P.T. Barnum famously said there’s a sucker born every minute. He could have added, that same minute will see the birth of a crook who will make a career out of cheating that trusting individual. This was demonstrated in mid-December in Richmond, Virginia, when two Richmond-area businessmen each pleaded guilty to federal criminal charges in separate but depressingly similar cases of financial fraud.
Insurance agent Larry J. Horsey of Chesterfield County will face up to 30 years in prison when sentenced in March for defrauding nine investors to the tune of a combined $1.9 million through his business, Heroes Academy, a nonprofit financial management company and financial education school. He offered classes in responsible money management, encouraging students, for example, to save money. From 2012 to 2016 he convinced nine individuals to open what they thought were investment or savings accounts. They could even log in to a fraudulent website to view their fake assets and accounts.
In reality, Horsey was creating fake bank documents and spending his investors’ money on his own pleasures, including vacations in Florida and Hawaii, travel to sporting events, and supporting a local semi-pro football team, according to richmondbizsense.com. He pleaded guilty to mail fraud and engaging in transactions with funds derived from unlawful activities, and agreed to pay at least $1.92 million in full restitution.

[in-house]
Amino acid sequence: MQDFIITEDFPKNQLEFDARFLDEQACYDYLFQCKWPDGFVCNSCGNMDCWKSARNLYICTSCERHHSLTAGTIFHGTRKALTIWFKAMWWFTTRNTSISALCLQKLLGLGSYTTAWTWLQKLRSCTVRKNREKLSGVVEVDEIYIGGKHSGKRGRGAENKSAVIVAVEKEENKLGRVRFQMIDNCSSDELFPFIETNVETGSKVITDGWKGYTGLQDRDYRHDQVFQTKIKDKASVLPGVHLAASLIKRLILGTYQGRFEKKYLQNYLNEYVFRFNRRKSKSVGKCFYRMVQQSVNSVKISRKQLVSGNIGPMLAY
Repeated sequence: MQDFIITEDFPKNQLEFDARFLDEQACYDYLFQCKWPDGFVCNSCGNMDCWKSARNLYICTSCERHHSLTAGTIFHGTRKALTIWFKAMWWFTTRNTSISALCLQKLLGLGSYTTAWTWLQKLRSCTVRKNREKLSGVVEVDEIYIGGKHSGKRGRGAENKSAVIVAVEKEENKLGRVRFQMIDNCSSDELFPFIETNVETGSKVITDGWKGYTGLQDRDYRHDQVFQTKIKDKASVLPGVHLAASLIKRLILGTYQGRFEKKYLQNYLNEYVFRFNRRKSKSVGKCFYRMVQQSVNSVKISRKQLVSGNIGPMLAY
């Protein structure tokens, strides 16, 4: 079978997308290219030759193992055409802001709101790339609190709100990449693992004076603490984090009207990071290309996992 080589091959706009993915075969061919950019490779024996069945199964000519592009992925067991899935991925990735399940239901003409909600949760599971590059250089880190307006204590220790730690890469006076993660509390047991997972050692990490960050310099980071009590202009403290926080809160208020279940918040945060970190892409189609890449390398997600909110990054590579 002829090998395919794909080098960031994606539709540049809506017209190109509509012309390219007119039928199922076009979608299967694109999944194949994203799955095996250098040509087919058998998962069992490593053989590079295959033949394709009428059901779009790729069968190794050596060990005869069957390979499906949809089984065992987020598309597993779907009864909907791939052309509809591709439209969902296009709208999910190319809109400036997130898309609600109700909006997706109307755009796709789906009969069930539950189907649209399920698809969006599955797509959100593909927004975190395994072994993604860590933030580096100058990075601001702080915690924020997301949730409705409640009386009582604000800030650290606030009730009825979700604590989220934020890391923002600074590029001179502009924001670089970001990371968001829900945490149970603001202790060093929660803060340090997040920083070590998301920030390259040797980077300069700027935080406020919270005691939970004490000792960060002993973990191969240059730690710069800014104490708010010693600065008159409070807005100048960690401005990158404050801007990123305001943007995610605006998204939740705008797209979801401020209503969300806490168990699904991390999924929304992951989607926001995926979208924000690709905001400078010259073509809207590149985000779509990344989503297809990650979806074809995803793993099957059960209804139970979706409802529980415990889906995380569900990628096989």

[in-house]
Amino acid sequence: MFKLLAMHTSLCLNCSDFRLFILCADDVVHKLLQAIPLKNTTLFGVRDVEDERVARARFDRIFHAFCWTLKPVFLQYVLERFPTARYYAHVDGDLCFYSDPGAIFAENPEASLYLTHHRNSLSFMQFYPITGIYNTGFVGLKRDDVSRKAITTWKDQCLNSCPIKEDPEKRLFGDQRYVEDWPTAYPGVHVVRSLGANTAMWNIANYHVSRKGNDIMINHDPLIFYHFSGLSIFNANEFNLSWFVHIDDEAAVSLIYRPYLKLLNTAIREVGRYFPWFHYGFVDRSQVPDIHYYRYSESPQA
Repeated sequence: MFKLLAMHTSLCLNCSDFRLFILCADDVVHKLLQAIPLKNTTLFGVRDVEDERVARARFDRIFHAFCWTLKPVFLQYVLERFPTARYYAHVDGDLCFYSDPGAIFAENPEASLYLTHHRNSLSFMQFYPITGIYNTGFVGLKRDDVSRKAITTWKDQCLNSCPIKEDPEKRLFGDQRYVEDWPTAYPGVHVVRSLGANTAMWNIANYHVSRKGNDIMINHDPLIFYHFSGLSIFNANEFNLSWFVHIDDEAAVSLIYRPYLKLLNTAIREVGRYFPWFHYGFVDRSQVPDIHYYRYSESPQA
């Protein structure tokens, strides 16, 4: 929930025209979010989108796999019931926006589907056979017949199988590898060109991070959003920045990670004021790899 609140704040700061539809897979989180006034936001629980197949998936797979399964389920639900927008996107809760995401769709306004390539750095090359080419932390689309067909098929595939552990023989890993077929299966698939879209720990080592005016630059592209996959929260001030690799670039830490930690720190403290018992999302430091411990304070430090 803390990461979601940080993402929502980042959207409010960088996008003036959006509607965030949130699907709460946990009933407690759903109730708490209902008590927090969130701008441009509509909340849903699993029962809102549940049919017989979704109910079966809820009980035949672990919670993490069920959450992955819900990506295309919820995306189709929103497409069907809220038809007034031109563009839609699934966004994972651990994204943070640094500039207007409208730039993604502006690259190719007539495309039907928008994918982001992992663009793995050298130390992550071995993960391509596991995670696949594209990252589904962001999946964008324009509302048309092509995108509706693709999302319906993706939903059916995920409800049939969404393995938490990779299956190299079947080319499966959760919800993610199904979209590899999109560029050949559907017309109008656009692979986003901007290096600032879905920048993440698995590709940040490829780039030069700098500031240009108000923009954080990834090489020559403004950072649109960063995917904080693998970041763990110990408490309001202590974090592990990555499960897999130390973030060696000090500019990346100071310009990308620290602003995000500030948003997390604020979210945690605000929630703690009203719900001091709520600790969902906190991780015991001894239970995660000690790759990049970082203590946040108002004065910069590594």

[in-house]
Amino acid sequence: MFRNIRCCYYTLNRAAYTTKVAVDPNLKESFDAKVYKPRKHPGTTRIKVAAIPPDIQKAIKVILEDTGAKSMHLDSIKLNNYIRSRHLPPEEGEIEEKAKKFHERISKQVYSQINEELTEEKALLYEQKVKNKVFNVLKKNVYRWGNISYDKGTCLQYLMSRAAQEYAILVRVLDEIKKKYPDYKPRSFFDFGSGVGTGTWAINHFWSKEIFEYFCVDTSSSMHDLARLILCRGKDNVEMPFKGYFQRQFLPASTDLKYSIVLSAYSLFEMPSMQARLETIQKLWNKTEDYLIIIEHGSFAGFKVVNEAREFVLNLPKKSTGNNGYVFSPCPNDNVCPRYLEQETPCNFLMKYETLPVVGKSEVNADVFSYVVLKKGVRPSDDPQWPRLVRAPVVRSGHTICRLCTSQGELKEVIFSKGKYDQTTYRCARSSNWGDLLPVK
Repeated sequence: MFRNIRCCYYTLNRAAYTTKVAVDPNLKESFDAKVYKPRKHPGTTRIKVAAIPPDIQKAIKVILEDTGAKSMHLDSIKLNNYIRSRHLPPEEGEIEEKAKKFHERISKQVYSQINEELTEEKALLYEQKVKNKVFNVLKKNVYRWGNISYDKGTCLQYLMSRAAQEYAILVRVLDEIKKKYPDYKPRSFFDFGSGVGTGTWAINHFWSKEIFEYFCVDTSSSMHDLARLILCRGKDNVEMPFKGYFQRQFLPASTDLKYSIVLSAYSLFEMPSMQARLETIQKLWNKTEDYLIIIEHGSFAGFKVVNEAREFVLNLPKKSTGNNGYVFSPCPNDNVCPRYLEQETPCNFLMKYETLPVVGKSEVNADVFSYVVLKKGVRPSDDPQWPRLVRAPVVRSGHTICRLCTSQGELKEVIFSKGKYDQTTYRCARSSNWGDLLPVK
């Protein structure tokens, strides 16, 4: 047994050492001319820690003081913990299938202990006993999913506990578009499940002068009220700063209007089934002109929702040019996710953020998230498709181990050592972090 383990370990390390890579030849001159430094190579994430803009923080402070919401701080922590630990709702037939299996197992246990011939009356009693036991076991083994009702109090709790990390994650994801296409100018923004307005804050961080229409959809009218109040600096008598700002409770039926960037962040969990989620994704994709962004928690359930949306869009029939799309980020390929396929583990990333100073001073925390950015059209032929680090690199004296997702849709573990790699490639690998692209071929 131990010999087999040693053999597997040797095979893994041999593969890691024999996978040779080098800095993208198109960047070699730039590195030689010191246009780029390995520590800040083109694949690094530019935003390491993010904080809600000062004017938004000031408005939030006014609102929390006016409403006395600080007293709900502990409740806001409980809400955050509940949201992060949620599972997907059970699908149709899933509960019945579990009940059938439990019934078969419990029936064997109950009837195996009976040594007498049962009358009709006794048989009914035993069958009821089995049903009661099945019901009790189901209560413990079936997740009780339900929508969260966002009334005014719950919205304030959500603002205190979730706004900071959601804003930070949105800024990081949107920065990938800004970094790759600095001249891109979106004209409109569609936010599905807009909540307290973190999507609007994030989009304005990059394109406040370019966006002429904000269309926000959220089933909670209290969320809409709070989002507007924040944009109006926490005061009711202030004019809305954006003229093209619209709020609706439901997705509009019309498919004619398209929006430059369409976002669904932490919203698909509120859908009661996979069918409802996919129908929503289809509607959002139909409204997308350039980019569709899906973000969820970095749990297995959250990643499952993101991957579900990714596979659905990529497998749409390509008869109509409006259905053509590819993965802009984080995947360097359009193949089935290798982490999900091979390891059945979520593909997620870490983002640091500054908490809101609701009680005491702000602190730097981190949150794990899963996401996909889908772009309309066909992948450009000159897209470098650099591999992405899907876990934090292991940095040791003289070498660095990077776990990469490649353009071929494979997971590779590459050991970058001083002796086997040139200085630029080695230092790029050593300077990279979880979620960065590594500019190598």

During the same week, investment advisor and broker Troy Baldridge pleaded guilty to embezzling more than $500,000 worth of client funds over five years while serving as a senior vice president of Glen Allen-based Managed Funds. (A previous employer, Capitol Securities Management, had fired him following allegations of check fraud.) According to the U.S. Department of Justice, Baldridge had forged client signatures, lied to and avoided clients who asked questions, and taken advantage of clients who weren’t paying close attention to their accounts. He pleaded guilty to mail fraud and also agreed to pay full restitution. Baldridge is looking at a potential maximum penalty of 20 years in prison when sentenced in March.
The FBI and U.S. Postal Inspection Service investigated both cases, and the IRS also was involved in Horsey’s case. As Horsey and Baldridge await their sentencing, they will have plenty of company in whichever white-collar prison they end up in. While they were making their guilty pleas, the Richmond widow of a local investment banker brought a lawsuit against her former investment advisor for allegedly stealing millions of dollars that she had entrusted to a family friend after her husband’s death.